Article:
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The Director’s Cut

The revival of Arthur Miller’s 1947 play All My Sons, currently on Broadway, has been dividing critics. Some praised director Simon McBurney‘s approach, which eschews the strict naturalism so beloved on the Great White Way in favor of a certain stylization, while others disliked the production for pretty much the same reason (though they tended to word their objections along the lines of, “I can’t feel for the characters”).

I fall squarely in the first camp—if you happen to be in the New York area, this is one of the finest nights at the theater you can find—and one of the reasons is that in addition to its aesthetics (this is a starkly designed but very elegant show), the production offers a point of view on the material. In other words, McBurney is no mere illustrator: He’s thought about the play and gives us his interpretation of it; it’s then up to us, the audience, to argue about whether or not we buy his reading. Sure, interpreting material is what directors are meant to do, but watching All My Sons, I was reminded of how rarely it actually is the case.More...McBurney, for instance, is very smart about when happens onstage when someone’s talking. Mediocre directors focus on the person(s) speaking at the detriment of those around them, but also of what happens before and after that particular scene; this leads the audience to do the same thing: all eyes on those delivering the lines! Good directors, however, can also work on other characters’ “reaction shots,” to borrow from film vocabulary, and on spatial relationships. What you hear is colored by what you see.

For instance in All My Sons, there’s a free-standing door in the back of the stage, so you clearly see some characters approach as they prepare to make their entrance, and you see them hover right behind the door as they exit. This is a simple but very efficient device because you wonder if those characters evesdropped on a conversation they’re not meant to hear. Miller doesn’t specify whether or not that’s the case, but McBurney makes a decision that then informs the way the characters react to each other. Okay, this is pretty 101 stuff, but there’s way too many times when I wonder if many New York directors shouldn’t be sent back to theater school to learn the basics.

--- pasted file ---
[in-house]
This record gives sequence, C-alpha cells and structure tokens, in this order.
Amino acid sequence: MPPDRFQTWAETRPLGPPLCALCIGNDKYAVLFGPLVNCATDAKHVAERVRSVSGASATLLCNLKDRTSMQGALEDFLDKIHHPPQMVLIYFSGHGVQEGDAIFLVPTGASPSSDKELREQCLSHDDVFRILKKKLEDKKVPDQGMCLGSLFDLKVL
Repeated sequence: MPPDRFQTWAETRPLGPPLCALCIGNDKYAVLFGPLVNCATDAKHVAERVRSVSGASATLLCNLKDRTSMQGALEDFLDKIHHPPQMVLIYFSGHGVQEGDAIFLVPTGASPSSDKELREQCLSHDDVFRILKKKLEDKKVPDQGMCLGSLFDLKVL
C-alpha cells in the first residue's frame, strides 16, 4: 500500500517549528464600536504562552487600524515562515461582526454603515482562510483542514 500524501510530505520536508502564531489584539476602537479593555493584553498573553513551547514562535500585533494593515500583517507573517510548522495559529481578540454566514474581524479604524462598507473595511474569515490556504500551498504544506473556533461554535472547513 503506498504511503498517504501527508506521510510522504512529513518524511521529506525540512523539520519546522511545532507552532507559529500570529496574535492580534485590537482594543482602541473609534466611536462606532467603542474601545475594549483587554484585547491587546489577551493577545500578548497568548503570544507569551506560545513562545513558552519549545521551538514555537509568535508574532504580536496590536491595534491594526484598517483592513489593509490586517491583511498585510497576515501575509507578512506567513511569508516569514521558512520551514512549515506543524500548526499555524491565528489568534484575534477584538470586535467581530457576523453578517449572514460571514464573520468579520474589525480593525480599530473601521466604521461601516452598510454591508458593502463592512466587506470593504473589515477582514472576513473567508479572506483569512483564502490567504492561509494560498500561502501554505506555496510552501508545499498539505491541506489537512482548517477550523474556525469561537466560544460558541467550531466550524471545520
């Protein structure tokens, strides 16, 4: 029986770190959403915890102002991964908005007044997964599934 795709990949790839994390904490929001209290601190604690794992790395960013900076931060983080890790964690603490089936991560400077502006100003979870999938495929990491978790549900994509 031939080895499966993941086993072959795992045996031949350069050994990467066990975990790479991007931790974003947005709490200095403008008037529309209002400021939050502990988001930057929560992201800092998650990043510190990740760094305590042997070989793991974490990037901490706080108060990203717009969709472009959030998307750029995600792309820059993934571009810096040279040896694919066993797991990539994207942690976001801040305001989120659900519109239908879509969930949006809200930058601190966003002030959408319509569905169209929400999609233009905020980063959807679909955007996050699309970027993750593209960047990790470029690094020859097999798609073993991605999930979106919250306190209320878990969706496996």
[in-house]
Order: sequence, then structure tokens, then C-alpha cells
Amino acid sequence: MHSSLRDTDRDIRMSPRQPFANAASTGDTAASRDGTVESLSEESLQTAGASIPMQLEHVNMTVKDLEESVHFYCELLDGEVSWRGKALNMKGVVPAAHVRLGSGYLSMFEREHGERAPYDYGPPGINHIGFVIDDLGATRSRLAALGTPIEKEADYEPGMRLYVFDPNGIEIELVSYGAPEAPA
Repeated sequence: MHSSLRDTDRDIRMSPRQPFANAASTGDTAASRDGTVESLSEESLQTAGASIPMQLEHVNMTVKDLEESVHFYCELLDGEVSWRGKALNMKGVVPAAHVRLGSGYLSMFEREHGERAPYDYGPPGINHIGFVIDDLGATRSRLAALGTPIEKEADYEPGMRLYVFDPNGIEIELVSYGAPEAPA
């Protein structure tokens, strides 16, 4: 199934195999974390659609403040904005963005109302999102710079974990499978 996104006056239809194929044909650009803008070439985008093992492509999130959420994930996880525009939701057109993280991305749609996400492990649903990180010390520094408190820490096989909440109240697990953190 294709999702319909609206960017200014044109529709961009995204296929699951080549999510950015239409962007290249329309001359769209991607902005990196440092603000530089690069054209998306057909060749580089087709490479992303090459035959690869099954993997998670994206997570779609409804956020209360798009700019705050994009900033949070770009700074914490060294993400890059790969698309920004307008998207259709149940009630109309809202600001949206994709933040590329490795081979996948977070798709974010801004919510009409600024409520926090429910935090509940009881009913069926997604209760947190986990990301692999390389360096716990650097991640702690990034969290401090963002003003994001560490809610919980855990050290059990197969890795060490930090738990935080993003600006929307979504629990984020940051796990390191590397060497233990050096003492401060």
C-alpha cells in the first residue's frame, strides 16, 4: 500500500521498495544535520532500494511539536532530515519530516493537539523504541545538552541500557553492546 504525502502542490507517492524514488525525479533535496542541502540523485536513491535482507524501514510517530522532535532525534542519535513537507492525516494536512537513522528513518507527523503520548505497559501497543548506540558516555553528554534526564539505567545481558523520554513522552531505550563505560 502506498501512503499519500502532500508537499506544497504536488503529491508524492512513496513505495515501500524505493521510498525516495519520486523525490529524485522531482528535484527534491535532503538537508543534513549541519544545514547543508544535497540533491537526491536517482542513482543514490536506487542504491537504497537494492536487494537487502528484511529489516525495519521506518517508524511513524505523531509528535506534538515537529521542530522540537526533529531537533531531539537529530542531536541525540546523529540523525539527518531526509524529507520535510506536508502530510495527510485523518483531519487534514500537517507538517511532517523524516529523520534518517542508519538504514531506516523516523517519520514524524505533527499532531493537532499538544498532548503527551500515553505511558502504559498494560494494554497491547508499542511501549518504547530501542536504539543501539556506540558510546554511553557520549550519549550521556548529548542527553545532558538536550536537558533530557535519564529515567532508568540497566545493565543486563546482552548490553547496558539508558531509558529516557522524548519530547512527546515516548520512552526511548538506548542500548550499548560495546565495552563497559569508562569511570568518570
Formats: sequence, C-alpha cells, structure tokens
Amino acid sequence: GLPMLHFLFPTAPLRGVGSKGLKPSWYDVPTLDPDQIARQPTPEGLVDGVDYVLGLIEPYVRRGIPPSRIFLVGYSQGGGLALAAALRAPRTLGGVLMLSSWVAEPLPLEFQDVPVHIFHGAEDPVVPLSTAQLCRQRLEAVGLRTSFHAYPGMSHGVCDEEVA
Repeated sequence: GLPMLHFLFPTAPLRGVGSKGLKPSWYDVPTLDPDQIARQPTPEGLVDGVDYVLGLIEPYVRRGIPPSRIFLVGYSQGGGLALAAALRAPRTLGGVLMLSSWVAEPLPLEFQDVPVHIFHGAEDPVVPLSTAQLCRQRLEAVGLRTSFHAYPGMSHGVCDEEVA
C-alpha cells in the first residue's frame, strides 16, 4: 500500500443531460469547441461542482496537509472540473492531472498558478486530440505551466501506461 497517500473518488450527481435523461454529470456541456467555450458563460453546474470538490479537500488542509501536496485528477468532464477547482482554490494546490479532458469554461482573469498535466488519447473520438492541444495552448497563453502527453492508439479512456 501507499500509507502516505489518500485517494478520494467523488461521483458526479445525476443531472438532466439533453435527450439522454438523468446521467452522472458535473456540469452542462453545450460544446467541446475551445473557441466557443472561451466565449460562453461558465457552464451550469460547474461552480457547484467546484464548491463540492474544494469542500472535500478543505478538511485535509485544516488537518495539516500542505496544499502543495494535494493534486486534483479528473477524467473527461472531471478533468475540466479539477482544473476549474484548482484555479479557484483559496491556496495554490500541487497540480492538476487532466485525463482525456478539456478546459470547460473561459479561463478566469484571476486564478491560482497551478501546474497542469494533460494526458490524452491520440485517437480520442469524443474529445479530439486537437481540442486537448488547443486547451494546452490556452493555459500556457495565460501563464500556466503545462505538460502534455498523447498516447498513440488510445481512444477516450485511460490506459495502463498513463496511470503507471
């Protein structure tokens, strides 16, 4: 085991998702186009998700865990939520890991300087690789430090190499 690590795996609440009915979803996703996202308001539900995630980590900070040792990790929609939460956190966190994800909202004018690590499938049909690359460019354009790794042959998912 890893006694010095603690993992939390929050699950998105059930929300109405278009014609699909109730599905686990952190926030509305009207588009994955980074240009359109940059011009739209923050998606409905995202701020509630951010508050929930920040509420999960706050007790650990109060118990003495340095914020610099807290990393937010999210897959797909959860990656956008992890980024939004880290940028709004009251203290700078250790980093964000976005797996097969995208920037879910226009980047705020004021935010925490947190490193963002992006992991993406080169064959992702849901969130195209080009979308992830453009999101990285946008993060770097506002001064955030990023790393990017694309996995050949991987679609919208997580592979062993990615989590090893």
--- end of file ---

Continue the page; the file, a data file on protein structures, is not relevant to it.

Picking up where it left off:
When it comes to straight plays, Broadway and most of Off Broadway are squarely naturalistic. (Yes, this is one of my obsessions—I broached the issue of naturalism as it pertains to political theater in a previous post—because to me it’s among the huge rifts in the way stage experiences are presented.) New York needs to be more open to director-driven stagings, not only of experimental texts but also of classics. My two favorite King Lears are a relatively traditional staging by Ingmar Bergman and a demolition-derby production by Belgian director Jan Lauwers (which prompted over half of the BAM audience to flee the night I saw it). Both offered strong takes on the material, which is the least we must demand of directors. For if they have no clear idea about the text they’re presenting to us, why should we care?

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SundayArts is made possible in part by First Republic Bank and by the Rubin Museum of Art. Funding for SundayArts is also made possible by Rosalind P. Walter, The Paul and Irma Milstein Foundation, The Philip & Janice Levin Foundation, Elise Jaffe and Jeffrey Brown, Jody and John Arnhold, and The Lemberg Foundation. This program is supported, in part, by public funds from the New York City Department of Cultural Affairs in partnership with the City Council. Additional funding provided by members of THIRTEEN.
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